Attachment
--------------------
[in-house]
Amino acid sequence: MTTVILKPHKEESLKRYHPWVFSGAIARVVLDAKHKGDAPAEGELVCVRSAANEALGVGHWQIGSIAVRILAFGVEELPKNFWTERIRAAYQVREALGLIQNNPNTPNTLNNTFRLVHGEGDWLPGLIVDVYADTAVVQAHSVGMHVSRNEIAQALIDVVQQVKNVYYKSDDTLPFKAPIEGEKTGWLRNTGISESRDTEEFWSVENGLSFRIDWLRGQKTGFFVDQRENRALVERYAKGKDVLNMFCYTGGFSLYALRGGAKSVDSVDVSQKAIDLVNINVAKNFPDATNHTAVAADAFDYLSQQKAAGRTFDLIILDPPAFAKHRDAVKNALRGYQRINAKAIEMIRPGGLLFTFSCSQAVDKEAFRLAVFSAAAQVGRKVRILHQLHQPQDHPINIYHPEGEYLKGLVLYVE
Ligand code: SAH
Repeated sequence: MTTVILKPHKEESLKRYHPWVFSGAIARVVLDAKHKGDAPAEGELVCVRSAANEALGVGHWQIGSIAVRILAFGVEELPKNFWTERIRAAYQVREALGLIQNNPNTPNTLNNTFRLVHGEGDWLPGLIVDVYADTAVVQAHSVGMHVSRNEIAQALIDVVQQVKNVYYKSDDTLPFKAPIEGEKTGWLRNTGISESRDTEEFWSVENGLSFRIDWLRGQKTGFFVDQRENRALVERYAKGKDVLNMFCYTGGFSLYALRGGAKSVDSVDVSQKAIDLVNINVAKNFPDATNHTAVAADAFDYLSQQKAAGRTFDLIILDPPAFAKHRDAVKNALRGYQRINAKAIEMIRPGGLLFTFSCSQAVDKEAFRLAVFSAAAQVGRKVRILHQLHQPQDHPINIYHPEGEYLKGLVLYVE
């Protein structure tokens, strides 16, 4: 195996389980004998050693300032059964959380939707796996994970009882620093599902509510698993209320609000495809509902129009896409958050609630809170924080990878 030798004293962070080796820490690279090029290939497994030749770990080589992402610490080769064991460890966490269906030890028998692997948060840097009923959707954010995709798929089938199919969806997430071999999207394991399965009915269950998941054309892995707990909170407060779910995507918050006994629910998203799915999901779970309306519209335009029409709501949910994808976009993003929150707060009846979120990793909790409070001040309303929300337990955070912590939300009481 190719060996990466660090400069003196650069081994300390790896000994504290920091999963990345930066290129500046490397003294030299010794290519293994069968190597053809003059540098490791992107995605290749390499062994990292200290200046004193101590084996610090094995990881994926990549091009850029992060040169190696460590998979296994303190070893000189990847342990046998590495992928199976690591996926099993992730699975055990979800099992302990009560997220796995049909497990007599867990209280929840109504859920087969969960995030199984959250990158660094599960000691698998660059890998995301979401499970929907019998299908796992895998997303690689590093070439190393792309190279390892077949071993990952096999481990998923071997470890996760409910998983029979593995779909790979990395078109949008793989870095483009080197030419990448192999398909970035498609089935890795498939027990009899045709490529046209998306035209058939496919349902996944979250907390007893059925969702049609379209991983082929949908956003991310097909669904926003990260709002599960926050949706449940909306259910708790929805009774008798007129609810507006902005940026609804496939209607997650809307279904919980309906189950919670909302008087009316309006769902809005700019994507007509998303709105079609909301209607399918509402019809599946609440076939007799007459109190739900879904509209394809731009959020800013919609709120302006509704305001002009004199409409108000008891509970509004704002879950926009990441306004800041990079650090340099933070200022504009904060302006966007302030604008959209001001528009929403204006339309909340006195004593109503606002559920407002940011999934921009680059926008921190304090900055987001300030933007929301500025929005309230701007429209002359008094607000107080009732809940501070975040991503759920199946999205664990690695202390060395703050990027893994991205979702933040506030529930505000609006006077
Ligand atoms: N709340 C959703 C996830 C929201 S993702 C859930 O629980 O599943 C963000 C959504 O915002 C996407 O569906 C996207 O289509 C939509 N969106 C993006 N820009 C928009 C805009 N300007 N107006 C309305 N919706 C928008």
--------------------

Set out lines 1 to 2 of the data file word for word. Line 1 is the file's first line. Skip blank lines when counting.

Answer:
[in-house]
Amino acid sequence: MTTVILKPHKEESLKRYHPWVFSGAIARVVLDAKHKGDAPAEGELVCVRSAANEALGVGHWQIGSIAVRILAFGVEELPKNFWTERIRAAYQVREALGLIQNNPNTPNTLNNTFRLVHGEGDWLPGLIVDVYADTAVVQAHSVGMHVSRNEIAQALIDVVQQVKNVYYKSDDTLPFKAPIEGEKTGWLRNTGISESRDTEEFWSVENGLSFRIDWLRGQKTGFFVDQRENRALVERYAKGKDVLNMFCYTGGFSLYALRGGAKSVDSVDVSQKAIDLVNINVAKNFPDATNHTAVAADAFDYLSQQKAAGRTFDLIILDPPAFAKHRDAVKNALRGYQRINAKAIEMIRPGGLLFTFSCSQAVDKEAFRLAVFSAAAQVGRKVRILHQLHQPQDHPINIYHPEGEYLKGLVLYVE